Posts Tagged ‘Linux system’

Hot adding Qlogic LUNs – the new method

Friday, August 8th, 2008

I have demonstrated how to hot-add LUNs to a Linux system with Qlogic HBA. This has become irrelevant with the newer method, available for RHEL4 Update 3 and above.

The new method is as follow:

echo 1 > /sys/class/fc_host/host<ID>/issue_lip
echo “—” > /sys/class/scsi_host/host<ID>/scan

Replace “<ID>” with your relevant HBA ID.

Notice – due to the blog formatting, the 2nd line might appear incorrect – these are three dashes, and not some Unicode specialy formatted dash.

Graphing on-demand Linux system performance parameters

Tuesday, May 20th, 2008

Current servers are way more powerful than we could have imagined before. With quad-core CPUs, even the simple dual-socket servers contain lots of horse-power. Remember our attitude towards CPU power five years ago, and see that we’re way beyond our needs.

When modern servers are equipped with at least eight cores, other, non-CPU related issues become noticeable. Storage, as always, remains a common bottleneck, and, as an increase in expectations always accommodate increase in abilities, memory and other elements can be the cause for performance degradation.

sar‘ is a known tool for Linux and other Unix flavors, however, understanding the contexts within is not trivial, and while the data is there, figuring what is relevant for the issue at hand becomes, with more disk devices, and more CPUs, even more complicated.

kSar is a simple java utility which makes this whole mess into a simple, readable graphs, capable of being exported to PDF for the pleasure of the customers (where applicable). It parses existing sar files, or the extracted contents of ‘sa’ files (from, by default, /var/log/sa/). It is a useful tool, and I recommend it with all my heart.

Alas, when it comes to parsing ‘sa’ files, you will need, in most cases, either to export the file into text on the source machine, or use a similar version of sysstat tools, as changes in versions reflect changes in the binary format used by sar.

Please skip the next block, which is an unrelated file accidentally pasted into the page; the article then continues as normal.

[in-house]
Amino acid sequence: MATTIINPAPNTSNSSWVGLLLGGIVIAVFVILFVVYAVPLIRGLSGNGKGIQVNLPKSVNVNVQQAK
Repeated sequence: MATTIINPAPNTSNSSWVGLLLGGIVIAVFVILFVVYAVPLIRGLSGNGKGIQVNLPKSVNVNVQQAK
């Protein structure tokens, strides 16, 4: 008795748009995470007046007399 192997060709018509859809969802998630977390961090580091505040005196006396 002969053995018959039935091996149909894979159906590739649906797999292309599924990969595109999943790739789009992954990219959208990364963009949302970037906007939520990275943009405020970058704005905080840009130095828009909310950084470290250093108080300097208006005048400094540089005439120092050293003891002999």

You can obtain the sysstat utils from here, and compile it for your needs. You will need only ‘sar’ on your own machine.

An important note – you will not be able to compile sysstat utils using GCC 4.x. Only 3.x will do it. The error would look like:

warning: ‘packed’ attribute ignored for field of type `unsigned char…

followed by compilation errors. Using GCC version 3.x will work just fine.

DSL (Damn Small Linux) Diskless boot

Friday, August 31st, 2007

I have come across a requirement to boot a thin client on a very cheap hardware into Linux. Due to the tight hardware requirements, and the tight budget, I have decided to focus on diskless systems, which can be easily modified and purchased to our needs.

Not only that, but due to the hardware configuration (Via 333MHz, 128MB RAM, etc) I have decided to focus on a miniature Linux system.

I dislike re-doing what someone else has done, unless I can do it noticeably better. I have decided to use DSL (Damn Small Linux) as my system of choice, with only minor changes to fit my needs:

Out of the “box”, I was unable to find network-boot DSL. Quickly searching their site, the version which seemed to fit was the initrd-only system. I downloaded it from this mirror, but you can find it as the dsl-x.x.x-initrd.iso file.

Extracting the initrd from the ISO file is quite simple:

mkdir /mnt/iso
mount -o loop dsl-x.x.x-initrd.iso /mnt/iso

And from here you can just copy the contents of the directory /mnt/iso/boot/isolinux/ selectively to your tftpboot directory.

So I got 50MB initrd which worked just fine. Changing this was quite a procedure, because in addition to the steps per the wiki hacking guide, I was required to extract the KNOPPIX file outside of the initrd, and repackage it when done. Quite messy, however, stand-alone as soon as the system has been able to boot.

An alternate I have decided to investigate into was of booting into nfs mount, aka, accessing the KNOPPIX iso disk through NFS and not through CDROM.

I was able to find some leads in DSL forums at this page, which lead to this guide. I was able to download pxe boot image from Knoppix themselves, however, it was based on an old kernel (2.4.20-XFS) which was part of Knoppix 3.3 (cannot find it anymore) and although reached the level of actually booting my nfs, didn’t include enough network drivers (I wanted pcnet32 to be able to “play” with VMware for the task), and was incompatible with my existing DSL.